Finally, Jennifer Indovina gave us a whirlwind bio and series of take-away pointers from her own experience of setting up her own company, Tenrehte Technologies.  Highlights included winning the Green Technology Category in the Best of CES (Consumer Electronics Show) 2010 and becoming a TED Fellow.  Jen set up Tenrehte to produce wireless green tech products, including the PICOwatt plug to monitor your home electronic devices from anywhere in the world.

WISE is always looking for new ideas for events so if you have any suggestions at all, even if they are very small, please use our contact form.

Roll on the next WISE Lounge!

WISE@QMUL is back!

After more than eight months of inactivity, WISE@QMUL finally comes back to life with a new look and new members on board!

This week, 6th-8th March, 12-2 pm, we will be in the Library Square of Mile End campus promoting the society’s activities. Please come along to find out about our planned seminars and social events.

Our very first event is happening on 22nd March, 4-6 pm at Room 3.20, Arts Two. For more details, see the flyer below:

Click to see full size

Information from Industry Panel

Here’s more information if you’d like to know more about what was discussed at the Interested in Industry Panel or how to contact our knowledgeable panellists:

Tracy Bussoli
t.j.bussoli [at] qmul.ac.uk

Kevin Byron
k.c.byron [at] qmul.ac.uk
ESD: http://www.esd.qmul.ac.uk/
KEEN: http://www.keenstudents.com/

Adam Daykin and Martine Harvey
a.daykin [at] qmul.ac.uk and martine [at] dcs.qmul.ac.uk
QM Innovation:http://www.qmul.ac.uk/business/index.html

4th Mar 2010: Interested in Industry?

Are you a PhD student or early careers researcher interested in commercialising your research or working with industry? QMUL provides funding along with training and support. Come participate in a panel discussion to learn how you can get £1500, a 3 month scholarship, patent your research and more.

Senior Common Room Bar, 4 March at 3:30 pm
All are welcome, food and drink will be provided.

Dr Tracy Bussoli is the Careers Adviser for Researchers at Queen Mary University of London. She can help you to identify and articulate the different skills that are required to move into different industry sectors. She offers CV and interview advice and supports researchers in their attempts to build effective networks within industry and/or academia.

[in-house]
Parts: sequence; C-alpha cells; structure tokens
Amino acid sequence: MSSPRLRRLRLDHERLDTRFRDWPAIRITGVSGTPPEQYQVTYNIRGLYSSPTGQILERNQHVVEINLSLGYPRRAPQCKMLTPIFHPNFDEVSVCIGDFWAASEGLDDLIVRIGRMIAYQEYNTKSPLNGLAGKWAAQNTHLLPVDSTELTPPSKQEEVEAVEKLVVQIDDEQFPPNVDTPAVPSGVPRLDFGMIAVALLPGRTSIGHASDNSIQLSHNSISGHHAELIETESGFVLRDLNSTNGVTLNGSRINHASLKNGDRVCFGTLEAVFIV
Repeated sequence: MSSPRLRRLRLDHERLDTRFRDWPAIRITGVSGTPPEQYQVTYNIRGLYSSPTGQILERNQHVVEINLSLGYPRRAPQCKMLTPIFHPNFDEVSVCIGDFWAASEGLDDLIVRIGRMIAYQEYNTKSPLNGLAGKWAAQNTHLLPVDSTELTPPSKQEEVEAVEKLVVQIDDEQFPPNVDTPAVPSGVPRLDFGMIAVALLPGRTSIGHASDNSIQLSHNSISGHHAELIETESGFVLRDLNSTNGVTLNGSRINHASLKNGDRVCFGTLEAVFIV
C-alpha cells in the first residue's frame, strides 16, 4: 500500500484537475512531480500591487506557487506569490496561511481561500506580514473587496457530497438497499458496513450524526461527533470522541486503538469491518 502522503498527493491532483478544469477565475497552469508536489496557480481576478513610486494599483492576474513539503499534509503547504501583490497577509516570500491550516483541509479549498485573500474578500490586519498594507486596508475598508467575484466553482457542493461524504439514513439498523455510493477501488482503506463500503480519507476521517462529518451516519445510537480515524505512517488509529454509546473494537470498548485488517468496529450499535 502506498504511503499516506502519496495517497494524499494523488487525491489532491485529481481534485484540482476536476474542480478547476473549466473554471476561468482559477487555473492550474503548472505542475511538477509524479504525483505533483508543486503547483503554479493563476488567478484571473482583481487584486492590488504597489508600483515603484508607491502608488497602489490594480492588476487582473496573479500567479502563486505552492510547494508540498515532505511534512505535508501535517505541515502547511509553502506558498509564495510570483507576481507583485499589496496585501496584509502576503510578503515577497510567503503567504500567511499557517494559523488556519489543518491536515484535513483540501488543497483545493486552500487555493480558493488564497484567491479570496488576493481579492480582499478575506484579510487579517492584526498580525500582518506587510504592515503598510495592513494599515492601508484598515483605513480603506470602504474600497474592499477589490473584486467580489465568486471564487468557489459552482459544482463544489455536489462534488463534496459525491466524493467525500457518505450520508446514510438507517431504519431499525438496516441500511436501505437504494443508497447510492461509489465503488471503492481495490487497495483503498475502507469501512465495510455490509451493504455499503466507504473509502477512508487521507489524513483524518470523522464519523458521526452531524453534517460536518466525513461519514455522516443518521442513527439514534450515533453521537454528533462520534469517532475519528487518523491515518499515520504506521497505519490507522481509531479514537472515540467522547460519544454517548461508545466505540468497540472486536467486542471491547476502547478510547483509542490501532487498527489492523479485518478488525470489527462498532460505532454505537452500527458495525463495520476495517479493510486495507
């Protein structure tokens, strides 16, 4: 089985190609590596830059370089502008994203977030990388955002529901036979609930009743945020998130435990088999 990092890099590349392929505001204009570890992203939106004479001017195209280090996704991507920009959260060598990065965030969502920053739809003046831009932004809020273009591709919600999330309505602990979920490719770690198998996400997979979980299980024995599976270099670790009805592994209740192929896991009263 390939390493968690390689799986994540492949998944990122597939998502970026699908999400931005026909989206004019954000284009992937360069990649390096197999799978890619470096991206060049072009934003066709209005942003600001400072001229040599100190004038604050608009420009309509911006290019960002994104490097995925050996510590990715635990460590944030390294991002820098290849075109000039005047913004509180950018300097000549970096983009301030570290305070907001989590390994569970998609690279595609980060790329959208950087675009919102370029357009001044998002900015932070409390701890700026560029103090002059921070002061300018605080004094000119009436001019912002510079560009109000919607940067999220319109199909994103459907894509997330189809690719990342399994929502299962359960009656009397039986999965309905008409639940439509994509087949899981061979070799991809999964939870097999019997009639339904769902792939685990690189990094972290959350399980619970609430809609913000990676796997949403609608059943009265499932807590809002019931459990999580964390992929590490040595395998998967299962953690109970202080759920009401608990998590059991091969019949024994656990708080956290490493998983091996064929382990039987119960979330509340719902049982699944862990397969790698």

Dr Kevin Byron spent twenty five years working in research in industry and during this time he supervised a number of PhD (CASE) students and has also been external examiner for eight PhD vivas. For the last four years he has been involved in research skills training for postgraduate researchers at various higher education institutions and is currently the enterprise education coordinator at QMUL. He is author of ‘The Creative Researcher’ booklet recently published by Vitae.

Dr Adam Daykin has 11 years experience of technology commercialization. In his current position at Queen Mary Innovation, the Technology Transfer Office (TTO) of QMUL, he is the Senior Technology Transfer Manager for the Department of Science and Engineering. In the last 2½ years in this role he has assisted in setting up 4 QMUL spin-out companies. He is currently a non-executive Director for four companies, two of which are software companies. Prior to QMI he spent 3 years at NHS Innovations London Ltd, the TTO representing NHS Trusts in the London region, and was Intellectual Property Manager at Weston Medical Group Plc, a medical devices company.

Ms Martine Harvey works for Queen Mary Innovation Ltd as a Business Development Manager. Her work involves forming relationships with business, sourcing funding, mentoring enterprise schemes, orchestrating collaborations and assisting academics with proposals. She has worked for a global telecommunications company and also managed her own business in the US. She has an MPhys degree in Physics with Astrophysics and an MSc in Microwave Communications which was funded by industry

Our launch party is this Friday; don’t miss out!

This Friday (26th June) at 3p.m. we will be launching the Queen Mary Postgraduate Society for Women in Science and Engineering.

So join us in the SCR Bar (2nd floor of the Queen’s building) for an informal and relaxed event!

There will be catering by L’Oasis including pitta and humous, olives and cheeses, and drinks, and a couple of short speeches introducing the society, including one from Ursula Martin, the vice principal for science and engineering.

And don’t forget: both men and women are welcome, so bring along your friends and colleagues!

See you on Friday!